CS product manager featured in industry publication

Lebanon, NJ Wednesday, March 14, 2018

The Evolution of Barrier-Resistant Door Function & Design

Original article by Mike Delin, CS Product Manager - Acrovyn® Doors

 

Door functionality for behavioral health facilities has significantly improved over the last decade. Behavioral health facilities established a standard practice to seek and select doors with specialized locksets, hinges, emergency strikes, over-the-door alarms, closers, fasteners and other items designed to keep patients safe. One of the most significant innovations in behavioral health facility doors is the barrier-resistant door.

Barrier-resistant doors, also known as wicket doors, feature a small, compact door within the main door, which gives facility staff access to a room if a patient were to barricade themselves inside. These doors provide patients with the privacy they need while allowing staff easy access to patient rooms in an emergency, therefore reducing safety and liability concerns.

These industry improvements help behavioral health facilities to prevent what the Psychiatric Times1 estimates to be about 1,800 suicides per year at inpatient facilities, half of which result in a claim against the facility. In addition to facility considerations regarding life safety, behavioral health environments need interior design that is conducive to healing. These fast-paced, high-traffic settings also require doors that are durable enough to hold up over time.

 

Design

Behavioral health interiors have evolved from institutional to residential styles to hospitality motifs. Today, focus is placed on incorporating warmer colors as well as wood pallets to create a more organic environment that can have a positive effect on healing and length of stay. Well-maintained, high-quality environments also convey a sense of respect for patients and concern for their comfort and well-being. Barrier-resistant doors are available in styles that complement and enhance the look of a facility. Finish options include a vast array of colors, wood grains and simulated metal patterns.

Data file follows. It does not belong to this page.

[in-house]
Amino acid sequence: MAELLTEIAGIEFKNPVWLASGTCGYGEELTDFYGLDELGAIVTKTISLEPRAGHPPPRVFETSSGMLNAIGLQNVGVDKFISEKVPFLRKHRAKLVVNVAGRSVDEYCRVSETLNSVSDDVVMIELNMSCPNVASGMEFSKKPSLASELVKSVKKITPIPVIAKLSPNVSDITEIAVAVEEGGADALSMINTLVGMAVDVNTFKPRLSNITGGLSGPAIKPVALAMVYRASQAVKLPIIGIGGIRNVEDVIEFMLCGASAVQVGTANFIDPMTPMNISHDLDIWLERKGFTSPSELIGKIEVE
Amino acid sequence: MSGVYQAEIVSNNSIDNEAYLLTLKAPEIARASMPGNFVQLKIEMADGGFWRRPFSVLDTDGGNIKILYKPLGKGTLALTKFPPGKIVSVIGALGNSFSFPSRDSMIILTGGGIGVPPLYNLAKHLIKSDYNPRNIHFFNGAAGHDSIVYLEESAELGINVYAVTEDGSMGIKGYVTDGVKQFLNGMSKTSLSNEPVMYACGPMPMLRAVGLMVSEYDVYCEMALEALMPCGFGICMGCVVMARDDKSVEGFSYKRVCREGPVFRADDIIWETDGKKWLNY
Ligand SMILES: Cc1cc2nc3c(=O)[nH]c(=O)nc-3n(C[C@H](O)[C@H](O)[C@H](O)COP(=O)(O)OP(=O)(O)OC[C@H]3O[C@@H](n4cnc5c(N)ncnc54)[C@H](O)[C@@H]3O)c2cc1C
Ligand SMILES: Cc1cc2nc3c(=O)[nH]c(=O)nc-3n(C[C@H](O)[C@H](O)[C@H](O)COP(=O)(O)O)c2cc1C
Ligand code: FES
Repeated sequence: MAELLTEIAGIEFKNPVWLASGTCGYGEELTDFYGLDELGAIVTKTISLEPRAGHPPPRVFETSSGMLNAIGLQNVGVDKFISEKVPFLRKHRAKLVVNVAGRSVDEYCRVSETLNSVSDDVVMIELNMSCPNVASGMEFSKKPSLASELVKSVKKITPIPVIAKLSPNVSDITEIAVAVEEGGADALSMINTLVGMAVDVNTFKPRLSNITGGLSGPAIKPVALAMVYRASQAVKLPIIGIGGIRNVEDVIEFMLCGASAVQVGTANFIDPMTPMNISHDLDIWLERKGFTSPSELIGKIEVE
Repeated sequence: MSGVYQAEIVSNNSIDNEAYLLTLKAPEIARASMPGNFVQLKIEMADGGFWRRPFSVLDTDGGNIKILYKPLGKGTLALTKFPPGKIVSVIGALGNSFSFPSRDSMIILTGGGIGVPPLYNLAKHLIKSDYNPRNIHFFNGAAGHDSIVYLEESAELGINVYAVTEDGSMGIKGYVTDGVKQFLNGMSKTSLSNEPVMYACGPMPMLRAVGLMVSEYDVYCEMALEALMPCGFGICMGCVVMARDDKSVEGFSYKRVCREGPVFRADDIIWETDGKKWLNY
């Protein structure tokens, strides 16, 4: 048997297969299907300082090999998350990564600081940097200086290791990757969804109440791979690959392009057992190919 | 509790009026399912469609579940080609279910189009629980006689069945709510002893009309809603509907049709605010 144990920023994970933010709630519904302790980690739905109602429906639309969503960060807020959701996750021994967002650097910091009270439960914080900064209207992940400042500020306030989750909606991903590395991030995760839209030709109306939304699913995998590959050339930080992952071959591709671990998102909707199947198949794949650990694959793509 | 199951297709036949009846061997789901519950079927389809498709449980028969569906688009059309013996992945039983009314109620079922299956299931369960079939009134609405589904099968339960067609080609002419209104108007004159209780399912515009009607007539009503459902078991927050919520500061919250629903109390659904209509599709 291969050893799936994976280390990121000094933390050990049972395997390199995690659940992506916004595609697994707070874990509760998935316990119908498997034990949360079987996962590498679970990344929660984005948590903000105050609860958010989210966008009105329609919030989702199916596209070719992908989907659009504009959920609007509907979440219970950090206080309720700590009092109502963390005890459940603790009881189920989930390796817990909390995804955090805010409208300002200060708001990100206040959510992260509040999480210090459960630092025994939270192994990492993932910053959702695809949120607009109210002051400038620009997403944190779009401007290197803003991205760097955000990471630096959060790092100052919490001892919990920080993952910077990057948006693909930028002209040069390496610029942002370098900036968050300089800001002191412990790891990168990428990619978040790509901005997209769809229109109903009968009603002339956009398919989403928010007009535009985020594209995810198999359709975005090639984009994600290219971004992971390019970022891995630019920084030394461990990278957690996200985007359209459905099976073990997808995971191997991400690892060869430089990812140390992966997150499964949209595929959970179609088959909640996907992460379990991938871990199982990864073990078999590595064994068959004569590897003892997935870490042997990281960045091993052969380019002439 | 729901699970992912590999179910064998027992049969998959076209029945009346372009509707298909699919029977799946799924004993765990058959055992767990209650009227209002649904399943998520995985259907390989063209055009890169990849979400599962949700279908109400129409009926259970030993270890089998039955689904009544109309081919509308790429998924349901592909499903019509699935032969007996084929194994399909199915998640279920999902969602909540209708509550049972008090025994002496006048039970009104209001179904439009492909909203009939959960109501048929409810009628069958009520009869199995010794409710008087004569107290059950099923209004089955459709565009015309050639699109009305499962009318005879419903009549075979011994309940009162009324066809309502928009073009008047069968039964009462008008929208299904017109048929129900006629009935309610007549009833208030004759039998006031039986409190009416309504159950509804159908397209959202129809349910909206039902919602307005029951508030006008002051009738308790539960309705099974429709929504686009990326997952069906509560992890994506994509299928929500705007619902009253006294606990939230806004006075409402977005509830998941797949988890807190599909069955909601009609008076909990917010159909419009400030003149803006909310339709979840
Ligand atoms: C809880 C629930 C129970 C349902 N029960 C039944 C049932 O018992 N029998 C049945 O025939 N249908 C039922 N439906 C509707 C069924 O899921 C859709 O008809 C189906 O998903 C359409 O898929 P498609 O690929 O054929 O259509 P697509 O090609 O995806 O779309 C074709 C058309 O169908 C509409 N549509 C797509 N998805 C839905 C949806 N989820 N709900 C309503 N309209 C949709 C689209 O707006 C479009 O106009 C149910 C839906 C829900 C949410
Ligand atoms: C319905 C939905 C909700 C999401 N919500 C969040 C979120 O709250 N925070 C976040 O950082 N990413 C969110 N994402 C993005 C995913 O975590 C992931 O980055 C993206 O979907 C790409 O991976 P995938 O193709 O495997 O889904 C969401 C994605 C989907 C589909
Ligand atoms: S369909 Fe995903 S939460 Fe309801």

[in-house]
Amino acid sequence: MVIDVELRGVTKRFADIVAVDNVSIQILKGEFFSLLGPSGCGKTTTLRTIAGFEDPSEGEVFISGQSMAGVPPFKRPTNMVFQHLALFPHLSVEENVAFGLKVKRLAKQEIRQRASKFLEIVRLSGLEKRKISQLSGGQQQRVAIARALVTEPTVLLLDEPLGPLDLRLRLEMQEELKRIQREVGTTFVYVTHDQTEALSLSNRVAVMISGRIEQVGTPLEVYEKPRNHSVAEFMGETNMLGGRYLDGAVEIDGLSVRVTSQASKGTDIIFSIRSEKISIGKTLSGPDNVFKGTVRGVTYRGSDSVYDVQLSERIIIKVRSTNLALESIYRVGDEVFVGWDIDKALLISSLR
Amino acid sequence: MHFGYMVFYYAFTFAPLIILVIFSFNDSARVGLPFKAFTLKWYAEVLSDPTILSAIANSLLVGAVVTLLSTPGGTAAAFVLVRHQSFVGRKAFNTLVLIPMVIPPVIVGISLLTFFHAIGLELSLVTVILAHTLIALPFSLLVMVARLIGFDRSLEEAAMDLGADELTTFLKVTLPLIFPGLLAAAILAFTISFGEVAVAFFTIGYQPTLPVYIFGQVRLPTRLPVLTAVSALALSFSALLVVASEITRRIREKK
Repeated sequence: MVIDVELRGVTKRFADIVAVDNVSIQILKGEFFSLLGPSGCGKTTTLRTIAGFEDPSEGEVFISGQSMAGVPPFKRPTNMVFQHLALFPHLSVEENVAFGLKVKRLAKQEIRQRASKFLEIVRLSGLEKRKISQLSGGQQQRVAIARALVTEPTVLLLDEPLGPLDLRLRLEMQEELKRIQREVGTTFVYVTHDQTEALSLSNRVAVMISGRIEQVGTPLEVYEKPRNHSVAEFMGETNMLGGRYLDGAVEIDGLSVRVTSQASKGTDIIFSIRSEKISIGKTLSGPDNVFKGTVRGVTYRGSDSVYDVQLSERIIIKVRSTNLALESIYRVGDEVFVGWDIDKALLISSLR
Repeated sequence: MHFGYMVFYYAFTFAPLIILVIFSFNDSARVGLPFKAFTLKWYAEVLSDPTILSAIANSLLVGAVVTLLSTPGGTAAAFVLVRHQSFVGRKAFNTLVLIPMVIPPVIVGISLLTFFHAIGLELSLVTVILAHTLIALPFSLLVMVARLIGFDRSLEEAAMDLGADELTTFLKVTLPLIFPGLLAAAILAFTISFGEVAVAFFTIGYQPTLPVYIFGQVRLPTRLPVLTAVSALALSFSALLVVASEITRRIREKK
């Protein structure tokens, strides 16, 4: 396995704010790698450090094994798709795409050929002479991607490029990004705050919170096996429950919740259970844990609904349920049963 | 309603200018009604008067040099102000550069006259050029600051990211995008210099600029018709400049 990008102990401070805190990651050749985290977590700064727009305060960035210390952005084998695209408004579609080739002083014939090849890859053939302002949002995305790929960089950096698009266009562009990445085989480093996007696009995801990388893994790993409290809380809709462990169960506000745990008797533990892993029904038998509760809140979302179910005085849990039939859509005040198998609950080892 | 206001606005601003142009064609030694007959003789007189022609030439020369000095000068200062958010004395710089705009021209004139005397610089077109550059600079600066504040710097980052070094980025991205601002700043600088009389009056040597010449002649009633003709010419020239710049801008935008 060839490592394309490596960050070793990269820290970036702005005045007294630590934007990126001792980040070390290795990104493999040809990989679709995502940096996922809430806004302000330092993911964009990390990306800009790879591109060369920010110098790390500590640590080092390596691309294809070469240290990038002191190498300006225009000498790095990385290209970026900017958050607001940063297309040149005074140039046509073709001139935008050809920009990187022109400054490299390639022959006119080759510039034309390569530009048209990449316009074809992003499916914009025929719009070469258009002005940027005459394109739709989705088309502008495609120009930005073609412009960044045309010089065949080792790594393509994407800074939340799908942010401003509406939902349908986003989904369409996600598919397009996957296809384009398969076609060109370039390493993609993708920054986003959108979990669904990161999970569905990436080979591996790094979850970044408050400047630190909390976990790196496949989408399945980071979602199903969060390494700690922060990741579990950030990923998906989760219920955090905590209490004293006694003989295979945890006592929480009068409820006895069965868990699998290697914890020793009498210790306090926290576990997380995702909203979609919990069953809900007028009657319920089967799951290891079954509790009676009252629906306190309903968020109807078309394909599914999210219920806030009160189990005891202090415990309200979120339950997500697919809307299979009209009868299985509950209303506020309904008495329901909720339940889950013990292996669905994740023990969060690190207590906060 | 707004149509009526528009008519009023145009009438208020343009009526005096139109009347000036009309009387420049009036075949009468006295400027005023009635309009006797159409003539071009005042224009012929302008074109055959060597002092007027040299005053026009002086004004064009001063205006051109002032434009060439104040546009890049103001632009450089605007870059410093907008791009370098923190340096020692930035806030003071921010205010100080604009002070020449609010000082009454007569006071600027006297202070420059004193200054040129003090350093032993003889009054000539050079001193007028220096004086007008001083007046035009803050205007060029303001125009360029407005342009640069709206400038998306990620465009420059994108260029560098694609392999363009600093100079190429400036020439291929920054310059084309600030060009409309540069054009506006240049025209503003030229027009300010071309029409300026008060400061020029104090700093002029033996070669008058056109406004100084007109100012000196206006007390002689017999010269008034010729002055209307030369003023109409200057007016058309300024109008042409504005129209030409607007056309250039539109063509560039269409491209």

According to Sally Danker, an interior designer with EwingCole, “Research shows that healthcare settings can be extremely stressful environments for patients, families and caregivers, but thoughtfully designed healthcare environments can reduce patient anxiety, create patient satisfaction and improve outcomes.”

Danker recently wrote a whitepaper in collaboration with Construction Specialties where she shares current findings about positive visual distractions and color in healthcare settings to reduce patient stress and increase their satisfaction. She added, “The built environment of healthcare settings can often exacerbate anxiety or create additional sources of stress. However, well designed, human-centered spaces have the ability to rejuvenate patients, families and staff.”

 

Durability

Doors in behavioral health facilities face constant wear and tear from carts, beds and equipment. Barrier-resistant doors are available with durable, impact-resistant coverings that hold up to high traffic. Replaceable components provide extra insurance to extend door life. Additionally, bacterial- and fungal-resistant treatment options are available to help reduce the incidents of healthcare associated infections.

Barrier-resistant doors give behavioral health facility managers a safe solution that is both functional and visually appealing. This long-lasting door type meets the high-stakes challenges associated with life safety and liability in behavioral healthcare facilities. +

 

1 Inpatient Suicide: Identifying Vulnerability in the Hospital Setting. (2012, May 23) http://www. psychiatrictimes.com/suicide/inpatient-suicide-identifying-vulnerability-hospital-setting

+ To request Sally Danker’s whitepaper entitled Using Positive Visual Distractions and Color in Healthcare Setting to Reduce Patient Stress and Increase Patient Satisfaction, click here.

 

Mike's original article appeared in Door Security + Safety's March 2018 issue, pp. 22. Request the archived issue here.

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